The Bodhisatta was once a stone cutter. His village was once home to a wealthy merchant, who made it a bustling place. But over time, the merchant and his family died, and the village became destitute. The merchant’s wife, who loved money very much, was reborn as a mouse and lived amidst the family’s abandoned treasure.
The Bodhisatta worked at a quarry in the village, and the mouse, seeing him there often while she went about seeking food, struck up a friendship. Realizing that, as a mouse, she could do nothing with all her money, she started taking coins to the Bodhisatta in her mouth for him to buy lunch for himself and some meat for her, and this became their daily routine.
One day a cat caught the mouse. Just as it was about to eat her, she suggested that rather than eating her and getting only one meal, it could keep her alive and eat some of her daily meat. The cat agreed, and from then on the mouse had to divide her meat into two portions to share. Later, another cat caught the mouse, and to spare her life, she made the same deal. And then again, and again, until the mouse was splitting her daily meat into five portions and only eating one. She was reduced to skin and bone, and when the Bodhisatta noticed it, he asked what the problem was. She told him what had happened, and he said he would solve her cat problem.
The Bodhisatta hollowed out a block of pure, clear crystal so the mouse could sit inside. He told her that when a cat came by, she should insult and threaten it. When the first cat came and demanded his meat, the mouse called him vile and told him to go home and eat his kittens. Enraged, the cat jumped at the mouse and hit the unseen crystal with such force his chest broke and his eyes popped out of his head. He died instantly. The other three cats came and met the same end. The mouse was so grateful she began to bring the Bodhisatta two or three coins a day and eventually gave him the entire treasure.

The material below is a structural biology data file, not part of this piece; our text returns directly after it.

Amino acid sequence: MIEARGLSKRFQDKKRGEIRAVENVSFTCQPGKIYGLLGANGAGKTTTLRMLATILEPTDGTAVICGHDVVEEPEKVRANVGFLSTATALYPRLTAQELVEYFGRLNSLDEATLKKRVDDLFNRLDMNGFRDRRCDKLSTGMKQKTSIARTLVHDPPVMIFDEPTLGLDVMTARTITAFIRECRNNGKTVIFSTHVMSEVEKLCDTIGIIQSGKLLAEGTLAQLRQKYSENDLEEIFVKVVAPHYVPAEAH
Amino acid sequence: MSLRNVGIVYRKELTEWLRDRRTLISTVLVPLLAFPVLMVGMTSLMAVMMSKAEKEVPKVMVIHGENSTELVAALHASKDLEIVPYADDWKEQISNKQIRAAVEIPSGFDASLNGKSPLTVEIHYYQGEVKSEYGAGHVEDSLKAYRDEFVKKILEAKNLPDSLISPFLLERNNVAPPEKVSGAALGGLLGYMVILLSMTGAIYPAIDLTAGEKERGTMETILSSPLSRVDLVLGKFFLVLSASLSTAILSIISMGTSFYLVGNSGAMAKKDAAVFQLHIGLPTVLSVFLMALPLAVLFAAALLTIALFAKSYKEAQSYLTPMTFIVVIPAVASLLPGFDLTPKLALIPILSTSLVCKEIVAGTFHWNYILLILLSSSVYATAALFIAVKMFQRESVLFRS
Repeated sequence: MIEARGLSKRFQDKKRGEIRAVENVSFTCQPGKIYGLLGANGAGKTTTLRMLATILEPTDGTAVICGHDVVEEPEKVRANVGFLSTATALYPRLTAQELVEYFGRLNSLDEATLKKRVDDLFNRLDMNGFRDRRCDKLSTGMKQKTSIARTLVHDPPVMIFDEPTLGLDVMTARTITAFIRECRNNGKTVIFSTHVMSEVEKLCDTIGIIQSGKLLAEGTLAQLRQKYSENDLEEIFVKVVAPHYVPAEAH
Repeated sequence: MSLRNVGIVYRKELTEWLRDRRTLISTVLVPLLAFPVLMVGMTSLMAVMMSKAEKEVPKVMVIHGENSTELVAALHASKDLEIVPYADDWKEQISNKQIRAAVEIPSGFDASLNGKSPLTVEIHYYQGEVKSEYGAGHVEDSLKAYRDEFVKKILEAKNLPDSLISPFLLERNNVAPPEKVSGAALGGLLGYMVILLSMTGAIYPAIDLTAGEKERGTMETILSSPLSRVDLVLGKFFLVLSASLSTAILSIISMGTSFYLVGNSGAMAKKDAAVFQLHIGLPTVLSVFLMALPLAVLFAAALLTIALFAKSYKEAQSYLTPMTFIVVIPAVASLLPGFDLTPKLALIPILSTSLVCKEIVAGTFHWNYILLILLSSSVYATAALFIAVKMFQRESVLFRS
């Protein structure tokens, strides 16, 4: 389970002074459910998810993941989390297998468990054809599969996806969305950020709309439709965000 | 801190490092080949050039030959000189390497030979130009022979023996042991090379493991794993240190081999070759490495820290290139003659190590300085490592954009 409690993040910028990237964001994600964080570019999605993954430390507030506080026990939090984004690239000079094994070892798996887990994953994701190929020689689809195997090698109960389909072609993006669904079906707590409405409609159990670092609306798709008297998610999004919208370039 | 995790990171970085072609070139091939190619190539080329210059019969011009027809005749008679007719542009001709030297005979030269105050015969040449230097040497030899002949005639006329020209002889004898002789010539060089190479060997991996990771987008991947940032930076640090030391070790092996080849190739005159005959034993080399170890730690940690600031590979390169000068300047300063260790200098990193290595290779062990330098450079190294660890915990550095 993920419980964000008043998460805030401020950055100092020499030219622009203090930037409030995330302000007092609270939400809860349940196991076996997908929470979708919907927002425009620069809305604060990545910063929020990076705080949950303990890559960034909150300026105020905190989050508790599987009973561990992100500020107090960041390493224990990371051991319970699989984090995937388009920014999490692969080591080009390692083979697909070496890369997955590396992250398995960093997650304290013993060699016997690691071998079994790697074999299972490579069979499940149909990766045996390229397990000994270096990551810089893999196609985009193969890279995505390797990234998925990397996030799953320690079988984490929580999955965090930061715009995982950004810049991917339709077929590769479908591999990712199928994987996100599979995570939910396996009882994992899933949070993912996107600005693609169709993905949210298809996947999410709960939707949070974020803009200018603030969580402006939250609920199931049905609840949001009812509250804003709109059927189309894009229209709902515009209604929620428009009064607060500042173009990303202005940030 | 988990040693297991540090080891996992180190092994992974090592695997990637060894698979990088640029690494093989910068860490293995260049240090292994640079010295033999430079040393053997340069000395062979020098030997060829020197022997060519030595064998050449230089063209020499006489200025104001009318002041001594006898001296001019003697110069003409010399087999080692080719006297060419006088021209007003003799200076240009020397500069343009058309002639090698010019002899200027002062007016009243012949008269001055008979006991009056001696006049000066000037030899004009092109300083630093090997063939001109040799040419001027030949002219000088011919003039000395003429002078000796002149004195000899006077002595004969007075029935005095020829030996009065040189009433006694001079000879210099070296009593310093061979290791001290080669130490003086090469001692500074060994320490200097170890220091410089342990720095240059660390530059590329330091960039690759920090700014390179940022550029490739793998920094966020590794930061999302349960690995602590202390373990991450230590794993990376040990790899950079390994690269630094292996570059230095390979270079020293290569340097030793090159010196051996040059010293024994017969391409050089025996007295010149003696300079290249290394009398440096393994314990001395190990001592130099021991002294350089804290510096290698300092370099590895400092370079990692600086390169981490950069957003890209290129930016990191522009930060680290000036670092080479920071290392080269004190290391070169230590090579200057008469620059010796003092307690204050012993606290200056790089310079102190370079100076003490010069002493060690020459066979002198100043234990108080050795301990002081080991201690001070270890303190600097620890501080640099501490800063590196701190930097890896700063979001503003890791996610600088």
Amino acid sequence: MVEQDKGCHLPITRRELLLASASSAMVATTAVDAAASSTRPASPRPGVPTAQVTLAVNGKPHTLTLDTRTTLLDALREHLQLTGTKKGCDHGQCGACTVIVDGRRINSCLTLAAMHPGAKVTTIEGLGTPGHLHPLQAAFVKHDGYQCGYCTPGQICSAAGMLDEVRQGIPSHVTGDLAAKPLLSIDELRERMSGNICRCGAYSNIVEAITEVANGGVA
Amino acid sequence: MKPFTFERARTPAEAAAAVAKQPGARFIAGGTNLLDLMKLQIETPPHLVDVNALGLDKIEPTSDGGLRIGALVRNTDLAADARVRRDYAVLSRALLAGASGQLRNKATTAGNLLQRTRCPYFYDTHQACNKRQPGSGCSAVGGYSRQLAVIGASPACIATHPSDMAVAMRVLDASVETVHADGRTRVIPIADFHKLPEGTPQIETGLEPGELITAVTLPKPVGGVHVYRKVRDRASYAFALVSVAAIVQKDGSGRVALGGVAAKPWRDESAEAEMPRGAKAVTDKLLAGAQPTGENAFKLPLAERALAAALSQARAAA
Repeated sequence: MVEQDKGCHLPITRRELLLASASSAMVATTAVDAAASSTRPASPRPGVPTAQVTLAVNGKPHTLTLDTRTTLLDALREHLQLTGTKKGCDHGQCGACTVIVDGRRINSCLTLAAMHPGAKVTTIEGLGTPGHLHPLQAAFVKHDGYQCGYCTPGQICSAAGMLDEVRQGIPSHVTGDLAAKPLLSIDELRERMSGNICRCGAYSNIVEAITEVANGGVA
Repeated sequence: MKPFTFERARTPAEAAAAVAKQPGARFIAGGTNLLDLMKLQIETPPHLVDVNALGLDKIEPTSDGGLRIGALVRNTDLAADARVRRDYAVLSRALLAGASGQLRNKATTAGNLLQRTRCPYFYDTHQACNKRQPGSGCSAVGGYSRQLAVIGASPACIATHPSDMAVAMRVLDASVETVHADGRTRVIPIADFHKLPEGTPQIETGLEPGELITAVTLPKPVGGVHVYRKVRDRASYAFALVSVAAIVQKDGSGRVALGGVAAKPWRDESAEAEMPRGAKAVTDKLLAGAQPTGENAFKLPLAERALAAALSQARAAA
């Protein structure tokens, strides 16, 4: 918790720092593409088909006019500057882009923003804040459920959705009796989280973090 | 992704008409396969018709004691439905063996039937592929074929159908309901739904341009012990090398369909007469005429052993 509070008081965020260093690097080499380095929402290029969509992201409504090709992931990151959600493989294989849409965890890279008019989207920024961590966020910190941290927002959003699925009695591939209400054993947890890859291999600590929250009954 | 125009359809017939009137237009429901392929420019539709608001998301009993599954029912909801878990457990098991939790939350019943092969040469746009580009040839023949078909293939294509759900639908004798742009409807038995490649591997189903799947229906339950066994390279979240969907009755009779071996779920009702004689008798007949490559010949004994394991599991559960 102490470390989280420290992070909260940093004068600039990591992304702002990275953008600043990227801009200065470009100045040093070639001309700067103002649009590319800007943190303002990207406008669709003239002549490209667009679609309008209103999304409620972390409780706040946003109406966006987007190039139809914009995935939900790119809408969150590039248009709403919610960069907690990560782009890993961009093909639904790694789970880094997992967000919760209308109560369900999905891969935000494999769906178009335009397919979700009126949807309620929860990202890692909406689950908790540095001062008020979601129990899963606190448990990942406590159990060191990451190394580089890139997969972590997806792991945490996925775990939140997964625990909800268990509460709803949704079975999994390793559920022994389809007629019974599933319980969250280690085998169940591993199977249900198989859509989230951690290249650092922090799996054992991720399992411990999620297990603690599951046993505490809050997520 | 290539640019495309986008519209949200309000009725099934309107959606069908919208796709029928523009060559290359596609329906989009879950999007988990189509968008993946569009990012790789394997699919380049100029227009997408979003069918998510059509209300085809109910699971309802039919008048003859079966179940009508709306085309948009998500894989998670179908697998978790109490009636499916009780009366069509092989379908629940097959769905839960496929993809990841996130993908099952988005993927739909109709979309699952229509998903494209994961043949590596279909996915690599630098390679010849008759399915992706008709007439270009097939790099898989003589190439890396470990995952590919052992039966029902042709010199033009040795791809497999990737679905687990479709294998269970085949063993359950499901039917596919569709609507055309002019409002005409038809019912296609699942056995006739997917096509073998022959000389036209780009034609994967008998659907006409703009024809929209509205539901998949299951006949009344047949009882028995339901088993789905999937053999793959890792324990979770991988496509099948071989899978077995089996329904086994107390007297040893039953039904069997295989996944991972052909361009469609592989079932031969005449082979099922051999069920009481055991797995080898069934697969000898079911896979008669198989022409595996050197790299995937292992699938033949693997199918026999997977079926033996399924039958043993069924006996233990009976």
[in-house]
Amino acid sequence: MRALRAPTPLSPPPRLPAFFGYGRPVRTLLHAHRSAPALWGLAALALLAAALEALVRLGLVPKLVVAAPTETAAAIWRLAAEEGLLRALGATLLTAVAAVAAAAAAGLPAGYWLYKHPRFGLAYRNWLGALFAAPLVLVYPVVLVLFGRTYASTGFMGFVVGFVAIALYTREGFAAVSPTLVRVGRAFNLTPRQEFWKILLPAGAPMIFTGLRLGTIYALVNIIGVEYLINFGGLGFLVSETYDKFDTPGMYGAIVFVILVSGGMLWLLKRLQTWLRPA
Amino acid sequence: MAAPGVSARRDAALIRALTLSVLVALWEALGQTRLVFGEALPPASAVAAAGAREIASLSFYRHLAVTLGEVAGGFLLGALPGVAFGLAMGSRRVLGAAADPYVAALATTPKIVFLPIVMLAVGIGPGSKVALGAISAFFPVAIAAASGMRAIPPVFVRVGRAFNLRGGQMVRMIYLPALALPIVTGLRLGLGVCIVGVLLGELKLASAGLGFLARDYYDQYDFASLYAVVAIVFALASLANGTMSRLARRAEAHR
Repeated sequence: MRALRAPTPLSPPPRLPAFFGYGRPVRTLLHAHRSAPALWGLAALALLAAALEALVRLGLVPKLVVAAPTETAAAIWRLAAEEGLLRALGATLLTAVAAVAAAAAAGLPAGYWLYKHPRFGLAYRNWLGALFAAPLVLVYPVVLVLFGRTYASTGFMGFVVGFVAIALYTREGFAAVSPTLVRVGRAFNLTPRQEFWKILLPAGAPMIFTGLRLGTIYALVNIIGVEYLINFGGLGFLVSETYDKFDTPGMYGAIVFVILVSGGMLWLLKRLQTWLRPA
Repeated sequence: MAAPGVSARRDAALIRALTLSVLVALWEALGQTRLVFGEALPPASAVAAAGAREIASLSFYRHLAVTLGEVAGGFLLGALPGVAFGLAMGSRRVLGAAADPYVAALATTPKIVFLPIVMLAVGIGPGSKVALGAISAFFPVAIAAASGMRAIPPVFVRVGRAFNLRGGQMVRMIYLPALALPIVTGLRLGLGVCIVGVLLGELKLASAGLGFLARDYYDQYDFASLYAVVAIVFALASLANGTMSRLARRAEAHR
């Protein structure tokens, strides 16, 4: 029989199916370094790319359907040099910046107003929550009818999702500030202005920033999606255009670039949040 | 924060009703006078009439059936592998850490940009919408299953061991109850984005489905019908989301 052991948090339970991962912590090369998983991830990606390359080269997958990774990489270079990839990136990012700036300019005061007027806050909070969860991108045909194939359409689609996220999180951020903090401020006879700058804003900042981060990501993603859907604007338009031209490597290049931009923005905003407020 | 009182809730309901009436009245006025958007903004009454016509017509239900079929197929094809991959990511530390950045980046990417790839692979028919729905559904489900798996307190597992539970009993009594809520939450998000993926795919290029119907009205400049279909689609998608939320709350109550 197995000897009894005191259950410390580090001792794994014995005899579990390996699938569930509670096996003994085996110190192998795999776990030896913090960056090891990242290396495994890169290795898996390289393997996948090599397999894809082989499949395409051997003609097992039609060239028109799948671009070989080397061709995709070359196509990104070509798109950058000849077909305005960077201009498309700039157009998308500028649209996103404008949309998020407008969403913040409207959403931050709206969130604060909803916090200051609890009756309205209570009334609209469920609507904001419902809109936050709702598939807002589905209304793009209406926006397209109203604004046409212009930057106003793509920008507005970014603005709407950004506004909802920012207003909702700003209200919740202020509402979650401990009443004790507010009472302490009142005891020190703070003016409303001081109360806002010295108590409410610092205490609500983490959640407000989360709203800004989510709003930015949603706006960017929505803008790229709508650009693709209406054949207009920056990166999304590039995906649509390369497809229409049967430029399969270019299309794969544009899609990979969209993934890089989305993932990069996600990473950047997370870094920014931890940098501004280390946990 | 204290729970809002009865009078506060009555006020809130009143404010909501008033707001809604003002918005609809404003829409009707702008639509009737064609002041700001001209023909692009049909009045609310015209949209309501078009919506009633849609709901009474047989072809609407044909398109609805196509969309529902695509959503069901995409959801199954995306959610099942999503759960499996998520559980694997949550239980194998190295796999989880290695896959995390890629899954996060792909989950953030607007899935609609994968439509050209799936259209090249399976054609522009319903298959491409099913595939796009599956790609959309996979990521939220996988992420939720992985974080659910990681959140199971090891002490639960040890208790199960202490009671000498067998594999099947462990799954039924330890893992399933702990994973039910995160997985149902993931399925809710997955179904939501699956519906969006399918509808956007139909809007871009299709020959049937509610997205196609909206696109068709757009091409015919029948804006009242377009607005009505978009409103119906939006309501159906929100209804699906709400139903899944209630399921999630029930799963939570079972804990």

In the Lifetime of the Buddha
A woman left her village to visit her mother, a respected lay follower of the Buddha. After she’d stayed there several days, her husband sent a messenger telling her it was time to come back. The mother, insisting it would be rude to return without a gift, baked a cake to send with her daughter. A disciple on an alms round passed the house, and the mother gave him the cake, then began to bake another. The disciple one of his companions about the cake, so he passed by the house and also got one. He told a third, and he told a fourth, and both also took cakes home that day. At this point, there was not enough time for her daughter to return, so she stayed one more night. The next day, the husband sent another message telling her to hurry back. But the same four disciples came for cakes again, so she couldn’t leave. The husband’s third-day message said that if she did not come back right away, he would get a new wife. Again these four disciples returned, and again the wife could not leave. The next message said the husband had already taken another wife, and the daughter wept with sadness.
The mouse and the cats were earlier births of the mother and the four thoughtless disciples. When the Buddha heard some other disciples discussing the woman’s fate, he told them this story so they knew that this was not the first time these four had made misery for the mother by eating her food.